07 Gennaio 2016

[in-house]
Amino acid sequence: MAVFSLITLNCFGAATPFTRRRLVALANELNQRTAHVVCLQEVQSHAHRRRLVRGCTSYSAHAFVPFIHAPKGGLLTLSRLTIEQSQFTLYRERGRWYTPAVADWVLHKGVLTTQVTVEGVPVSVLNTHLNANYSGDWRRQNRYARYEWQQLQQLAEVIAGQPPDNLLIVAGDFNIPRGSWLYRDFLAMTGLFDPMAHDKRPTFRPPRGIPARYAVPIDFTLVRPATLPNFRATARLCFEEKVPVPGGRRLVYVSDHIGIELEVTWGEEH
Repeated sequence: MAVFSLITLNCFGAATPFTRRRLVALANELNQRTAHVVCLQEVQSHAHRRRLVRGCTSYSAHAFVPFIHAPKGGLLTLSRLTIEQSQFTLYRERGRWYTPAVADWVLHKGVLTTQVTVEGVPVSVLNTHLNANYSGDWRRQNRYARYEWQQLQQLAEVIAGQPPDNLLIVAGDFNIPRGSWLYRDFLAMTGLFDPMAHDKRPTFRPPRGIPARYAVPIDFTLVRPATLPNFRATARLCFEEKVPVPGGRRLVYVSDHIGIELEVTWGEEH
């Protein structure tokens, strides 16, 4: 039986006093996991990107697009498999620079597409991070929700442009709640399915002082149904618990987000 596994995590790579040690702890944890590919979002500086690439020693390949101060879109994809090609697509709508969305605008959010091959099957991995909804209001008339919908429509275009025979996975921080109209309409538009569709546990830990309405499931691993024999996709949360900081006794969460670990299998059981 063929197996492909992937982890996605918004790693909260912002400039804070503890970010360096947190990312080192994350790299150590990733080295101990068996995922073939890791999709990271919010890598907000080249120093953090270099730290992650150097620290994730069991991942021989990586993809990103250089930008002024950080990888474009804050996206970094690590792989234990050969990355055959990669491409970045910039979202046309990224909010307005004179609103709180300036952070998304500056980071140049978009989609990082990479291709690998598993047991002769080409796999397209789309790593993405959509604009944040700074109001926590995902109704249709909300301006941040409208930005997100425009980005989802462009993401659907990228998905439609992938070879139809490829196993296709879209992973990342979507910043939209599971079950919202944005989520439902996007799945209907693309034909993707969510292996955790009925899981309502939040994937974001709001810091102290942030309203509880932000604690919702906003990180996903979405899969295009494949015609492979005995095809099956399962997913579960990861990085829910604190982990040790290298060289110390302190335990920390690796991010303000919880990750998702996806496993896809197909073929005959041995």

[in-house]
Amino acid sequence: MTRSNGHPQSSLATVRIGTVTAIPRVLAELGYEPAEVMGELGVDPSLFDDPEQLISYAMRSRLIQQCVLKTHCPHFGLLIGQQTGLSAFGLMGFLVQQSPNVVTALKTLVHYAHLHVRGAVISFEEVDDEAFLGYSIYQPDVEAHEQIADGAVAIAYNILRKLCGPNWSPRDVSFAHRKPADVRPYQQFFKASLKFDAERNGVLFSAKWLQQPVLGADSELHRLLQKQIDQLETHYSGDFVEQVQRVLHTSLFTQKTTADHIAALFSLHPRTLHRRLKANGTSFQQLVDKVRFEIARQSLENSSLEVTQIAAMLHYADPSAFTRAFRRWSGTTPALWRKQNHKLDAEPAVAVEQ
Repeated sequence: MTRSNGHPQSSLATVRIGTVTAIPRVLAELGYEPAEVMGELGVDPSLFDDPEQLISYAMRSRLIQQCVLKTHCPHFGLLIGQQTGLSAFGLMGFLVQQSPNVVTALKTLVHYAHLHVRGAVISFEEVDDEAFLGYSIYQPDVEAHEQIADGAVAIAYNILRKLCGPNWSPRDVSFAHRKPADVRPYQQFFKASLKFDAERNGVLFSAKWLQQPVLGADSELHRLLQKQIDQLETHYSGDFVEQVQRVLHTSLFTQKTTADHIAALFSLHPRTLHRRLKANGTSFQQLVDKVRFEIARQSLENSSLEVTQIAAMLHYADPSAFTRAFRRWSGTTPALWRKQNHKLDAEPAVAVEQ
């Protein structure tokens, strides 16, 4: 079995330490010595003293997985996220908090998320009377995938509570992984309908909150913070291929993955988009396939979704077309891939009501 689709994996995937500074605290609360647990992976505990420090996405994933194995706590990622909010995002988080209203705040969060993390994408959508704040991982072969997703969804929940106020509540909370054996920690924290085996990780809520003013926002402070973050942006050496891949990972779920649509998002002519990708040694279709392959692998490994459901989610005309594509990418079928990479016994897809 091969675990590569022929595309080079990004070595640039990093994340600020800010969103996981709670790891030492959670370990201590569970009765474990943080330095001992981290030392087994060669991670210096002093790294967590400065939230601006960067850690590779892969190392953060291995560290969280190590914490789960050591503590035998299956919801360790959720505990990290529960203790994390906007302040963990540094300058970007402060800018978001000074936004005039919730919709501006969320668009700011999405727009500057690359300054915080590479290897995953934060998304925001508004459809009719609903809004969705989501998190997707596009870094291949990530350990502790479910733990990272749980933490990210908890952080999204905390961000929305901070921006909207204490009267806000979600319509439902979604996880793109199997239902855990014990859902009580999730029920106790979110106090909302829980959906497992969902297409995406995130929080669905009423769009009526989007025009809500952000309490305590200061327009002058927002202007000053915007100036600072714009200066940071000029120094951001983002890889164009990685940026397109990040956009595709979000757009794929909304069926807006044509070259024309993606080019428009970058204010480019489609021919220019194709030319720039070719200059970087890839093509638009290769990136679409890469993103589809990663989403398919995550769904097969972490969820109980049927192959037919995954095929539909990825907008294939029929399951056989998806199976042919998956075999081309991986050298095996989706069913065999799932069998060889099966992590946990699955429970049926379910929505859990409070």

Rome, January 7 - Italy is mourning Silvana Pampanini, a screen siren who starred in a string of hits in the 1950s and inspired legendary comic Totò's iconic song 'Malafemmina'. Pampanini, 90, died after a long illness in a Rome hospital Wednesday and will be buried in the Santa Croce basilica in Rome's Flaminio district Friday. Her body was laid out for people to pay their respects on the Campidoglio (Capitol) Thursday, and a handful of nostalgic admirers came to see the once-mythical beauty. A spunky and captivating screen presence, Pampanini starred in enough early 1950s gems to become an Italian cinema icon on a par with slightly later divas Sophia Loren and Gina Lollobrigida, her rivals for the affections of legions of male admirers. She sprang to fame with the film 'Bellezze in bicicletta' (Beauties on a Bike) and went on to seal her status with the all-time great 'Bella di Roma' (The Belle of Rome), a 1955 masterpiece by one of the maestros of the nascent Commedia all'italiana movement, Luigi Comencini. In it, she sparred vivaciously with comic legend Alberto Sordi. Pampanini went on to appear with other Italian greats including Marcello Mastroianni, Vittorio Gassman and Vittorio De Sica. She also starred alongside Buster Keaton in his quirky 1953 hit The Charming Enemy, as well as working extensively in French cinema alongside the likes of Jean Gabin. Although she went into a Garbo-like retirement in the mid-1960s, Pampanini reappeared in 1983 with a cameo appearance in Sordi's 'Il Tassinaro' (The Taxi Driver) in which she showed how shapely her legs still were, prompting an alarmed Sordi to warn her not to show them off to him too much or he would have an accident. While working on her breakthrough film, Bellezze in Bicicletta, where she played an aspiring showgirl trying to break into Totò's dance troupe, the comic genius famously fell for her and vainly tried to work his 'tombeur de femmes' wiles on her. Smarting from her rejection, he wrote the iconic and for the times audacious song 'Malafemmina' (Bad Girl), whose haunting refrain is regularly played when tributes are made to the immortal 'Prince' Antonio de Curtis.
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